It’s amazing what makes news these days.
Could you imagine Walter Cronkite coming onto the set for his TV newscast and announcing as his lead story, “A whale has been spotted off the California coast.”
(Those of you who don’t know who Walker Cronkite was, go to Google now).
Somehow the sightings of whales, bears, cougars and every other form of wildlife is now considered big news. Well, they’ve been around for a long time, but maybe we’re just starting to pay more attention to them?
There’s also the human encroachment of animal and marine habitat that continues at an alarming rate and might explain a few more sightings than usual.
This genuine concern about wildlife and our own safety when encountering them, in some cases, is featured prominently in daily newspaper stories world-wide and in social media.
It’s the same around here. Everyone who sees a bear, particularly in Crofton around Osborne Bay Road, immediately gets on Facebook to report it.
Some of it is a safety alert, some of it is general interest. But if we leave them alone, they’ll go home.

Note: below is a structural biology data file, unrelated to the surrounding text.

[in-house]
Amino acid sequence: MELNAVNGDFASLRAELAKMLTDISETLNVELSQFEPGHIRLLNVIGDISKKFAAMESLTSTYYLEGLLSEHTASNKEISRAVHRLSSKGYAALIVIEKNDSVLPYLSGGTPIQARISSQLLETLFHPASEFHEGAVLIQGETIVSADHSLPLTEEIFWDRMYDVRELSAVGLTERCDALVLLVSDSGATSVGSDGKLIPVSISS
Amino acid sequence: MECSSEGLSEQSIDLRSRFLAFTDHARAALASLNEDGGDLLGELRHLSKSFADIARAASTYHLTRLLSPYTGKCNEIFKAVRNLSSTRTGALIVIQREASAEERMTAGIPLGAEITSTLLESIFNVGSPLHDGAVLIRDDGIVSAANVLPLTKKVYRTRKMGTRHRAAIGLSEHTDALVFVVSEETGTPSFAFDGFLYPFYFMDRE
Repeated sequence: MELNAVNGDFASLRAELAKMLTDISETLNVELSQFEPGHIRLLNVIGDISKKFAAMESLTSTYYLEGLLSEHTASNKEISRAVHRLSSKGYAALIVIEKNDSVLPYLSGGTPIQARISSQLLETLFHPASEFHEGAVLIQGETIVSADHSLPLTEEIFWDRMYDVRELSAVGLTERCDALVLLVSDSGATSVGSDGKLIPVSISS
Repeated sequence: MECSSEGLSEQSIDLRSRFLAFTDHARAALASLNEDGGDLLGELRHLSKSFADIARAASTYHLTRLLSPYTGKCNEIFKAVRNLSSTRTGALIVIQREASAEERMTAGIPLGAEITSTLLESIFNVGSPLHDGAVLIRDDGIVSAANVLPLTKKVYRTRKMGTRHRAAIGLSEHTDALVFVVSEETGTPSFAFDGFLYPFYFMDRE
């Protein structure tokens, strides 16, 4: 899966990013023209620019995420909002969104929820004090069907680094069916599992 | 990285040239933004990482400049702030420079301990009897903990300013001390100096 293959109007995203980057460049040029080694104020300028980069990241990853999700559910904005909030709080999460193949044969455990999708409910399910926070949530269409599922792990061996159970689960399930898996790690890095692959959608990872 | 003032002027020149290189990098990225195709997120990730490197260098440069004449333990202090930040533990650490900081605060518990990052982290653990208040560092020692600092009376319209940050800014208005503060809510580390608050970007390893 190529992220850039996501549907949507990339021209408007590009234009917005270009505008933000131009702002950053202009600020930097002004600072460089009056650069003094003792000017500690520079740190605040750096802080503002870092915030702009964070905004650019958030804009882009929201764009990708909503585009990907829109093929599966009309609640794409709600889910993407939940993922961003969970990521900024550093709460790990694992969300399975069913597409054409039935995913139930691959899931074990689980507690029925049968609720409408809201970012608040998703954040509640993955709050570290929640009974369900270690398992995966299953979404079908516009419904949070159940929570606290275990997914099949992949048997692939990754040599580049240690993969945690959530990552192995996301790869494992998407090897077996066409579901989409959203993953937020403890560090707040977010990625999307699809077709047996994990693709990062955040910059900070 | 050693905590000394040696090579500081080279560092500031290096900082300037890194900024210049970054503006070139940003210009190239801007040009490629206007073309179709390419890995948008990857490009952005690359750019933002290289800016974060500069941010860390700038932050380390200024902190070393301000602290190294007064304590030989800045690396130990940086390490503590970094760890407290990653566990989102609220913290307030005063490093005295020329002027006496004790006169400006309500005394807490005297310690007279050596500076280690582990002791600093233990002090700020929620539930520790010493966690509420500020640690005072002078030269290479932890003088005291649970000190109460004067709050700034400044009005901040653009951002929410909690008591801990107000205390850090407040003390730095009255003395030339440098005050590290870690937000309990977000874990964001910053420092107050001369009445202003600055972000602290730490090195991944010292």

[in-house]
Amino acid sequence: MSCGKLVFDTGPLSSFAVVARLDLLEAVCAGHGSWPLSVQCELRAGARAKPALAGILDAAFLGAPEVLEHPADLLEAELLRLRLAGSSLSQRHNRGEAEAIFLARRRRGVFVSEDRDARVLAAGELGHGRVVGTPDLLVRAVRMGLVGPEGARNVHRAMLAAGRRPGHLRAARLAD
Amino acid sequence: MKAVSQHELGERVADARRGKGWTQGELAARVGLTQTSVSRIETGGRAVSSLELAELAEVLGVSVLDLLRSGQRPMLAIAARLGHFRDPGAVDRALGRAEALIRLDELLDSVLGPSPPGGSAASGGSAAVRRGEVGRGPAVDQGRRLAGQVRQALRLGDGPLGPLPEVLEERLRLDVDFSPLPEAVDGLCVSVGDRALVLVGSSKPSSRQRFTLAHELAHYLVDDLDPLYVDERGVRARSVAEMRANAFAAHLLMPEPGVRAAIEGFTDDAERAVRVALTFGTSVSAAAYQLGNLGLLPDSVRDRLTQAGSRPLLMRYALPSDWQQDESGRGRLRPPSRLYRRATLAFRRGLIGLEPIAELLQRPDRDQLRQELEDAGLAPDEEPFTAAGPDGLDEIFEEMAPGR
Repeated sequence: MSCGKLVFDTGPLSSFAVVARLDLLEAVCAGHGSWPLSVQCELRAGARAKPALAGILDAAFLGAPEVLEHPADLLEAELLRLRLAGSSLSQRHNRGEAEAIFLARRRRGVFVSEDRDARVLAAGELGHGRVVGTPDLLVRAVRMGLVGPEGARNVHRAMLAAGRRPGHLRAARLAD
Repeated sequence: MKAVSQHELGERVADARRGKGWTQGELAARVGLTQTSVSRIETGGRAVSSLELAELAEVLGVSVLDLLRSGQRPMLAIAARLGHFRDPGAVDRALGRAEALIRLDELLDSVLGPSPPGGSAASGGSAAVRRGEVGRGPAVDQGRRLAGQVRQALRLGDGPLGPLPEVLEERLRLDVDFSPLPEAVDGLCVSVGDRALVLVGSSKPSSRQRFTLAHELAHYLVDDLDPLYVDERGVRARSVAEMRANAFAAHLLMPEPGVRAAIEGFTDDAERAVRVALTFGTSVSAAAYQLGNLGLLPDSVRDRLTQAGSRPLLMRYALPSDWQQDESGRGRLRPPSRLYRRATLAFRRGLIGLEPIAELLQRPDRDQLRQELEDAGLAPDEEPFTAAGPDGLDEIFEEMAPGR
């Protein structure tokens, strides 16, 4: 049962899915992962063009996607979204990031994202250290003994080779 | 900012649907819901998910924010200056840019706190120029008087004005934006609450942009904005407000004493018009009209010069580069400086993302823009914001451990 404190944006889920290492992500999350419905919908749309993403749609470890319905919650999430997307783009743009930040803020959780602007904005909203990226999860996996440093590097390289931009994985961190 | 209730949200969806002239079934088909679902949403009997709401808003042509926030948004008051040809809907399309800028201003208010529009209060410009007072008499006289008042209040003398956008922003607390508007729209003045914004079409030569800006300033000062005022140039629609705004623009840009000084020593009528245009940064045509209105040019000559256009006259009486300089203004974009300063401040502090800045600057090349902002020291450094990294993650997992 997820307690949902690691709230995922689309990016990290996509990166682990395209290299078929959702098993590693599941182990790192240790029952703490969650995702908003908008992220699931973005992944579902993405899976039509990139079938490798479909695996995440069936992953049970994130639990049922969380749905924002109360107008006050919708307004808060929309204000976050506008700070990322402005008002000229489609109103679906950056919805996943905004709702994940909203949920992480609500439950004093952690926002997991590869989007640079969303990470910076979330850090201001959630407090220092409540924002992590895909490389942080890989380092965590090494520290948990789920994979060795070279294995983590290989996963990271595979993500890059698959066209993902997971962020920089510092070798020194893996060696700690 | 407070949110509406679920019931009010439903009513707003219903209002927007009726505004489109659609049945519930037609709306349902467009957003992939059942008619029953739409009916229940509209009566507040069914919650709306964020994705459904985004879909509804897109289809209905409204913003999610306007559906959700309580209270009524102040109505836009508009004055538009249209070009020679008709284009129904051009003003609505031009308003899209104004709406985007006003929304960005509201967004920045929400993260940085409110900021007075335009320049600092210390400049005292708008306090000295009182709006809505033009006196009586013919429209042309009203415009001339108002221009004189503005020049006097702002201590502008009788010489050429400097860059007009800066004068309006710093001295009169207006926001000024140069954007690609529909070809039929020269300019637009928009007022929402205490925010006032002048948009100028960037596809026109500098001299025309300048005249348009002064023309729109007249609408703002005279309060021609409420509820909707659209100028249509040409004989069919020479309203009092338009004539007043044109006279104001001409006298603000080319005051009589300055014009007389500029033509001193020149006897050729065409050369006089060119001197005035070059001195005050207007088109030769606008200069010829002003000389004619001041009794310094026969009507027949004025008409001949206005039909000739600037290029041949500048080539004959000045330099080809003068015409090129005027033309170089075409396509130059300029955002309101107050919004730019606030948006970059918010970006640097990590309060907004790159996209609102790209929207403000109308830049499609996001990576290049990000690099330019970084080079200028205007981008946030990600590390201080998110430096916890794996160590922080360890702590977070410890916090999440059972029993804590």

Saving the animals and marine life is going to take a concerted effort in light of the drastic climate change situation and other factors we’re now facing. That’s more of a story than just seeing the animals and what are we going to do about it now with our oceans littered with plastics and debris from decades of inaction?
When we’re not following the every move of certain animals, some knuckleheads of the YouTube generation keep making news for all the wrong reasons. You too can do something stupid, like jump into a pool of sharks, and ensure someone’s filming it all and become an instant celebrity when the video goes viral.
People keep going out of their way to film something out of the blue to make the news. The more attention they receive, the more we’re going to see them.
There are a lot more important things going on than these concocted stories that generate way more publicity than they deserve. Not on Walter’s watch.